News provided by South Pasadena Beautiful
South Pasadena Beautiful celebrates this year’s superbloom of springtime flowers by featuring six residential properties for its 2023 Golden Arrow Award. We encourage you to take a look at these front gardens while the blooms are still at their peak and enjoy the showcase of spring color all over South Pasadena!
Christian and Amanda Mazza knew when they moved to 1715 Diamond Avenue that they wanted to remove the grass lawn and create a drought-tolerant landscape. They worked with Canterbury Landscaping to create a vibrant garden to welcome butterflies, bees, and birds. The old grass irrigation system was replaced with a new, water-wise irrigation system best suited for the new drought-tolerant plantings which include Salvia ‘marine blue’, Phlomis fruticosa, Dietes iridioides ‘Variegata’, Verbena lilacina ‘De La Mina’ and Achillea ‘moonshine’. Additionally, as the home originally only had access to the front patio and front door from steps on the side, via the driveway, new steps leading to the front garden were added, along with a meandering flagstone pathway that compliments the surrounding landscape design. A few copper LED lights were added along the path and others for additional landscape lighting.
The 1913 Craftsman bungalow at 1228 Stratford has been planted and maintained by owner Erin P. Moore. Near the front porch are Matilija Poppies, Black Sage, yellow Channel Islands Tree Poppy, and Pride of Madera. Shade trees include White Crepe Myrtle, Eastern Redbud, California Sycamore, and on the parkway Live Oak and Valley Oak. The sunny spots in the left corner include California Bush Sunflower (Brittlebush), Yellow Yarrow, Purple Sage, California Fuchsia, and Mallow. The shady areas include native Iris and Coral Bells. In front of the Sycamore are a St. Katherine’s Lace, White Sage (larger), Catalina Perfume, a small Hearst’s Ceanothus, new Toyon and Showy Island Firecracker snapdragon. The parkway features Manzanita, Jerusalem Sage, and a Pittosporum. The nasturtiums have gone wild and add a taste of color for the spring. African Daisies, Spanish and French Lavender, and Mexican Sage are easy drought tolerant fillers when the spring bloom ends. The owner waters less than once a week in the summer and not at all from November to June (except for the new purchases) and the garden is a certified wildlife habitat.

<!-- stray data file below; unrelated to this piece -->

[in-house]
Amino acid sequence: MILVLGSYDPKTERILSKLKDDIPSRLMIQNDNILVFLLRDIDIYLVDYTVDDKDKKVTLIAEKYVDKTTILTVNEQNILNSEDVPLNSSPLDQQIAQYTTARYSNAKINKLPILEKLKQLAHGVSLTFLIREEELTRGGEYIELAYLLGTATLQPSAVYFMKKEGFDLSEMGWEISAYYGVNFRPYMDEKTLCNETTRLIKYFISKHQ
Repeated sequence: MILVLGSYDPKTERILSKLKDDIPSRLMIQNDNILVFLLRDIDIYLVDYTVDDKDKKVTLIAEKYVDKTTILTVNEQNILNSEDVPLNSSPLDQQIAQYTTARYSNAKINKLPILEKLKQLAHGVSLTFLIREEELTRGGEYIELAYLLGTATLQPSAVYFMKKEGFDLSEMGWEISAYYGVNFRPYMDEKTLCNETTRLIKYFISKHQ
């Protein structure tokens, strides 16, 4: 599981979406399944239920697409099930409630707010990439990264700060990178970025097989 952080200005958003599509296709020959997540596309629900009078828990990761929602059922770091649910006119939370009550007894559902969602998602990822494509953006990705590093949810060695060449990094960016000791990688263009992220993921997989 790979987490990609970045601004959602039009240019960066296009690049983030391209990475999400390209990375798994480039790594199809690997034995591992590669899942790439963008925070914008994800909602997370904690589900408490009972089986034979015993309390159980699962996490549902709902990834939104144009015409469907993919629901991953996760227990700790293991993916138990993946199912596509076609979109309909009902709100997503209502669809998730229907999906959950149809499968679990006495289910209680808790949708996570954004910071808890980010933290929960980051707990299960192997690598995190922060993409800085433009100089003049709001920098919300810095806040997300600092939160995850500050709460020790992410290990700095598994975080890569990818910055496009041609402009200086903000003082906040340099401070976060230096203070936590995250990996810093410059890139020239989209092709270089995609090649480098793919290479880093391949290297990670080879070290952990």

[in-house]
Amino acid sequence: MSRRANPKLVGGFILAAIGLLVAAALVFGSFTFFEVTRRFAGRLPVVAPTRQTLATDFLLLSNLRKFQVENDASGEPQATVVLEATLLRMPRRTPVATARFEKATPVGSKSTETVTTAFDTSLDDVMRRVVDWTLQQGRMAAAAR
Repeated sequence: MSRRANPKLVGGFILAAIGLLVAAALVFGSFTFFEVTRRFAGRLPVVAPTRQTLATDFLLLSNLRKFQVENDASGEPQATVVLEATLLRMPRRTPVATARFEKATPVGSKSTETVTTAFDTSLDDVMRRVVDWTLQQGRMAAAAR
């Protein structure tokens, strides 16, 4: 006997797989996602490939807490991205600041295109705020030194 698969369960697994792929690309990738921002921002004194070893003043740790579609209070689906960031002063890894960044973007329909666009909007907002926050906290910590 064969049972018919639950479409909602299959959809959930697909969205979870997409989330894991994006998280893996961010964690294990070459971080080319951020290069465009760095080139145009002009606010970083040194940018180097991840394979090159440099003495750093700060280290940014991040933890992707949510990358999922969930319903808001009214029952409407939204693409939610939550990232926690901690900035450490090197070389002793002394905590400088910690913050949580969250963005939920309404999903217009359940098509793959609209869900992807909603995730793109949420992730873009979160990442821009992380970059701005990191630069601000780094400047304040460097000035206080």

Michelle Del Rosario and Steven Fu set out to re-landscape their dated front yard at 1317 Marengo Avenue in hopes that the many families walking by on their way to and from school each day could enjoy it. When designing their garden, the homeowners wanted to make sure that it was more drought tolerant, had an organic feel, and displayed a beautiful array of colors through mostly foliage since Steven is allergic to pollen. To help their garden goals come to fruition, they collaborated with Sergio Gomez, owner of All About Garden, to design and implement a water-wise garden that included plants such as Cleveland Sage, Ascot Rainbow Euphorbia, Blue Glow Agave, Purple Heart and Tricolor Tradescantia, and Lampranthus Deltoides. They were then thoughtfully arranged to diversify the colors, heights, and varieties of plants around a dry creek bed which cuts across the face of the garden and intersects the flagstone pathway leading to the house’s entrance. Other plantings on the property include Loropetalum, Westringia Fruticosa, Foxtail Fern, a Cercis Tree and a Dwarf Olive Tree. Three years later, Michelle continues to add and replace plants in her never-ending quest for her dream garden!